War on Terror and War on Trafficking: a sex worker activist confronts the anti-trafficking movement.

Emi Koyama
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Emi Koyama draws out links in rhetoric and tactics between the war on terror and the war on trafficking. She addresses three key myths of the anti-trafficking movement. Koyama demonstrates the extent to which the ceaseless propogation of these myths constitutes a "wilfull ignorance of reality" best understood as a "tacit conspiracy between the promoters of misinformation and its recipients". She locates this "tacit conspiracy" in a preference for the simple fears of scary "bad people" over the more complex, structural fears of "poverty, racism, sexism, neoliberalistic global capitalism, and its assault on the public safety net, homophobia, transphobia, and unjust immigration laws".

Contents include:

  • Introdution
  • Chapter 1 The Three Most Common Myths
    • Why “facts” presented by the anti-trafficking movement are wrong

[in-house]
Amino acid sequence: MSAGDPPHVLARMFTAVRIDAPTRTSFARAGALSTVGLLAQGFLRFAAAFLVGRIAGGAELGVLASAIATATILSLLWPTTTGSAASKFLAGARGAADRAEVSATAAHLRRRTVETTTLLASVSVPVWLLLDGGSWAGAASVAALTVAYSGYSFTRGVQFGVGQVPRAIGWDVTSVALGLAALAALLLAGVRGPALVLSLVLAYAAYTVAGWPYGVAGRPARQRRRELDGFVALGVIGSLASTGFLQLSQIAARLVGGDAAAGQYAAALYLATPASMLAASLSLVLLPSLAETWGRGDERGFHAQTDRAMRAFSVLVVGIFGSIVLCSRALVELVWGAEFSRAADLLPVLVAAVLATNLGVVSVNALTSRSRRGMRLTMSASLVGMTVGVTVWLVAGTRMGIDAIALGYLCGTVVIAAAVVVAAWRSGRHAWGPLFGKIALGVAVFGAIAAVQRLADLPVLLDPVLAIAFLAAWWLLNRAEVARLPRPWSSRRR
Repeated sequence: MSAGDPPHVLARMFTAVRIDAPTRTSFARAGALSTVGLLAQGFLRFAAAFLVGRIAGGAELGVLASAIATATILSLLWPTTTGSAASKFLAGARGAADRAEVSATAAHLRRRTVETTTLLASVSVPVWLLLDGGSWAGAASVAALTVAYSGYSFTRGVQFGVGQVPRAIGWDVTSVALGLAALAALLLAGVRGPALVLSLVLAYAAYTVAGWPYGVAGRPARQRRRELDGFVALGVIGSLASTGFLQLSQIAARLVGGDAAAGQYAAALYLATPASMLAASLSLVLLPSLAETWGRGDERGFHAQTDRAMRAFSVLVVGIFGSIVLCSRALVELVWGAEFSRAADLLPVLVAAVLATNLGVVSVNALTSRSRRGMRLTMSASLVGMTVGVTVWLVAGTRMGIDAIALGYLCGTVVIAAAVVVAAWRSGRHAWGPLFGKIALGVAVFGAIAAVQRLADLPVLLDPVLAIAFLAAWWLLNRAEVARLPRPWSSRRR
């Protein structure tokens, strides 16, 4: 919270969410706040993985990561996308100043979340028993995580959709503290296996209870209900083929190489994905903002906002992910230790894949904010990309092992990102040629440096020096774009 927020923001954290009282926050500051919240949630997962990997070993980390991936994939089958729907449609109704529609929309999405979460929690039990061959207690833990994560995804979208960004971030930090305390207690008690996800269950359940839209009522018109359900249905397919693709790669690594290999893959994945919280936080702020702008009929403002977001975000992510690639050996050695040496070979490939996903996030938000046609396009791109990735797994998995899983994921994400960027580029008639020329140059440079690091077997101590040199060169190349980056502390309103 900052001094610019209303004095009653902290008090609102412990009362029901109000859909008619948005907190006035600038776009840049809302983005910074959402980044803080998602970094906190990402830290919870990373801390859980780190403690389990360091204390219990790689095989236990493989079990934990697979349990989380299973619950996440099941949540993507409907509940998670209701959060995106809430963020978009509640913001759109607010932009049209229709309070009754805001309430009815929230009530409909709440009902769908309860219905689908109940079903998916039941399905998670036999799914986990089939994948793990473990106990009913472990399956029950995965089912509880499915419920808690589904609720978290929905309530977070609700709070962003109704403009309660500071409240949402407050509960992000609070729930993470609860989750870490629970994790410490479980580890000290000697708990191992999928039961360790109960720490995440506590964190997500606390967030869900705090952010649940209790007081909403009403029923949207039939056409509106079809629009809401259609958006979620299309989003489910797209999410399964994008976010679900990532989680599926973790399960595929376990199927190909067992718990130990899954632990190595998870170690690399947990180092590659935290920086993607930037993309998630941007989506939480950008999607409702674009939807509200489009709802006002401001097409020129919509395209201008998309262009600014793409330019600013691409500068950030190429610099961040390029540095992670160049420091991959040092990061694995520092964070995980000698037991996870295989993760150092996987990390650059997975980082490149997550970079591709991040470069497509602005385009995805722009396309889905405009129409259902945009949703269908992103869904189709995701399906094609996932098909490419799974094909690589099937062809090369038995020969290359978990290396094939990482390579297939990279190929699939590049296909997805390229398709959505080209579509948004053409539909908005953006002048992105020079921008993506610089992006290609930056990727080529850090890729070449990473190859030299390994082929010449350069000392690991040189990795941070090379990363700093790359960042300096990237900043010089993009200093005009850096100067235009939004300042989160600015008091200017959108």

• Myth #1: Average age of entry into prostitution is thirteen
    • Myth #2: 300,000 children are at risk of being sexually exploited
    • Myth #3: 1/3 of 1.6 million annual runaways are sold within 48 hours
  • Chapter 2 Other Myths and Misinformations
    • “Pornland” and other problems with Operation Cross Country
    • World Cup, Super Bowl, and the Olympics: an international panic
    • The censorship of Craigslist: unintended consequences
  • Chapter 3 Examining Economic Arguments
    • “End Demand” approach harms women working in the sex trade
    • Does “economic coercion” equal human trafficking?
  • Chapter 4 War on Terror and War on Trafficking
    • Fiction, Lies, and the militarization of anti-trafficking movement
  • Conclusion

You can download this 40-page PDF above. This resource is in English.